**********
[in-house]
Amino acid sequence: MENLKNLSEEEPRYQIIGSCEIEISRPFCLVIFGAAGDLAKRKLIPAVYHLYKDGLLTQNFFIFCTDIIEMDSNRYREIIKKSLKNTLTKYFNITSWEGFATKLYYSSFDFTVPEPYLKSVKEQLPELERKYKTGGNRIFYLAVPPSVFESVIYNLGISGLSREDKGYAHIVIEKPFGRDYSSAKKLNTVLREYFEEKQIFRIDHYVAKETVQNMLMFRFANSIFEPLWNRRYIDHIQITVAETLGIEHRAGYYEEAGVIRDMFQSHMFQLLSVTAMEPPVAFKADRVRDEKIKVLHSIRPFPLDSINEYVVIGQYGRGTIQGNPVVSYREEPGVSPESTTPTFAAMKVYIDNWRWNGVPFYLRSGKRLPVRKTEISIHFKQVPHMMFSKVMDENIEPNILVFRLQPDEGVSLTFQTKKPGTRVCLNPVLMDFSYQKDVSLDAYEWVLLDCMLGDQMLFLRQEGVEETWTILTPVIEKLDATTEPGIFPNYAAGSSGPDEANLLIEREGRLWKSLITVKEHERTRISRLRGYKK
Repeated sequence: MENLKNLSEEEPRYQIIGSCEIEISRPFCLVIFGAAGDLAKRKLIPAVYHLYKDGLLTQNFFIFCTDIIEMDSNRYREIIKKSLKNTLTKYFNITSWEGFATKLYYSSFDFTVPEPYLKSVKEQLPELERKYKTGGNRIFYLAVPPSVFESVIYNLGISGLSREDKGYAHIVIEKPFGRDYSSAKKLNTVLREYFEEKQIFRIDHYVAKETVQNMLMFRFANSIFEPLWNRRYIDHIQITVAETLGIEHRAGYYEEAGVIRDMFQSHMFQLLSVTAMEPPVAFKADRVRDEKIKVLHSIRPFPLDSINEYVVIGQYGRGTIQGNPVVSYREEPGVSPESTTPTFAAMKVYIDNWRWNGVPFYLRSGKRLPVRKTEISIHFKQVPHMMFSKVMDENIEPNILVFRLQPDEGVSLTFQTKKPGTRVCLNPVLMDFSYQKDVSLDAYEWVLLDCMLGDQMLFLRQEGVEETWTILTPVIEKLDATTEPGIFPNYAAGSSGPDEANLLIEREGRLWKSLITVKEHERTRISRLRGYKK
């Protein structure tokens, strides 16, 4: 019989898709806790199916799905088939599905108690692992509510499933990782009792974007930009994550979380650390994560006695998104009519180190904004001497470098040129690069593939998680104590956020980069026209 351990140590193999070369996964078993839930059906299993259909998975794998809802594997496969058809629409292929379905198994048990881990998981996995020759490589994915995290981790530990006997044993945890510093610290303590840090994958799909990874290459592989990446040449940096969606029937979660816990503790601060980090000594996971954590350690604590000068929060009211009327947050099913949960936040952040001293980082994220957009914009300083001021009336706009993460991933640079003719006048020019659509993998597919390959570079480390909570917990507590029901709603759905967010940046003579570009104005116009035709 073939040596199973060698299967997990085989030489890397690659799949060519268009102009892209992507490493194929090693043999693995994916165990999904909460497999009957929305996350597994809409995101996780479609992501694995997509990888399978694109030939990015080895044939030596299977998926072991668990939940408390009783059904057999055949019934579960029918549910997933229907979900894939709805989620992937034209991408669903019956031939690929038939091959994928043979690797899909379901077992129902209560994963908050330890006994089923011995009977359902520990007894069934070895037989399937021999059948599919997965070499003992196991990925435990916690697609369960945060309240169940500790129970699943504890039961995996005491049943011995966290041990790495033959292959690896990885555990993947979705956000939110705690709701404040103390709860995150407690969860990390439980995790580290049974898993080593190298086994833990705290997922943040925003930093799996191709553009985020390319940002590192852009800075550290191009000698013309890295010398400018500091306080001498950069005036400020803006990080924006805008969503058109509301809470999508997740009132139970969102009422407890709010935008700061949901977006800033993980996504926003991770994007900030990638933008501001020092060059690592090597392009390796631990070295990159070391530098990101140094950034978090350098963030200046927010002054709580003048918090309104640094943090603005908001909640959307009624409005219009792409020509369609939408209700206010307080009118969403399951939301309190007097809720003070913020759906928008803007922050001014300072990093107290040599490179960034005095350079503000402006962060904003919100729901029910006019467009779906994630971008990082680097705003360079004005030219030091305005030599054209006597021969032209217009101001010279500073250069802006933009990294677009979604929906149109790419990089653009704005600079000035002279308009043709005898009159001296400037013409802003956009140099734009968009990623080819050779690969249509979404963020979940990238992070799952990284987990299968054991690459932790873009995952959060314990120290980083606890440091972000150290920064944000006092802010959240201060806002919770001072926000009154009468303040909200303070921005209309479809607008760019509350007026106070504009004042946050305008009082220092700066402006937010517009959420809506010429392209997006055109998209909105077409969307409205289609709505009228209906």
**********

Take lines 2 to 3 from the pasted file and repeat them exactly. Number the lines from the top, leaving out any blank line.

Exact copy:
Amino acid sequence: MENLKNLSEEEPRYQIIGSCEIEISRPFCLVIFGAAGDLAKRKLIPAVYHLYKDGLLTQNFFIFCTDIIEMDSNRYREIIKKSLKNTLTKYFNITSWEGFATKLYYSSFDFTVPEPYLKSVKEQLPELERKYKTGGNRIFYLAVPPSVFESVIYNLGISGLSREDKGYAHIVIEKPFGRDYSSAKKLNTVLREYFEEKQIFRIDHYVAKETVQNMLMFRFANSIFEPLWNRRYIDHIQITVAETLGIEHRAGYYEEAGVIRDMFQSHMFQLLSVTAMEPPVAFKADRVRDEKIKVLHSIRPFPLDSINEYVVIGQYGRGTIQGNPVVSYREEPGVSPESTTPTFAAMKVYIDNWRWNGVPFYLRSGKRLPVRKTEISIHFKQVPHMMFSKVMDENIEPNILVFRLQPDEGVSLTFQTKKPGTRVCLNPVLMDFSYQKDVSLDAYEWVLLDCMLGDQMLFLRQEGVEETWTILTPVIEKLDATTEPGIFPNYAAGSSGPDEANLLIEREGRLWKSLITVKEHERTRISRLRGYKK
Repeated sequence: MENLKNLSEEEPRYQIIGSCEIEISRPFCLVIFGAAGDLAKRKLIPAVYHLYKDGLLTQNFFIFCTDIIEMDSNRYREIIKKSLKNTLTKYFNITSWEGFATKLYYSSFDFTVPEPYLKSVKEQLPELERKYKTGGNRIFYLAVPPSVFESVIYNLGISGLSREDKGYAHIVIEKPFGRDYSSAKKLNTVLREYFEEKQIFRIDHYVAKETVQNMLMFRFANSIFEPLWNRRYIDHIQITVAETLGIEHRAGYYEEAGVIRDMFQSHMFQLLSVTAMEPPVAFKADRVRDEKIKVLHSIRPFPLDSINEYVVIGQYGRGTIQGNPVVSYREEPGVSPESTTPTFAAMKVYIDNWRWNGVPFYLRSGKRLPVRKTEISIHFKQVPHMMFSKVMDENIEPNILVFRLQPDEGVSLTFQTKKPGTRVCLNPVLMDFSYQKDVSLDAYEWVLLDCMLGDQMLFLRQEGVEETWTILTPVIEKLDATTEPGIFPNYAAGSSGPDEANLLIEREGRLWKSLITVKEHERTRISRLRGYKK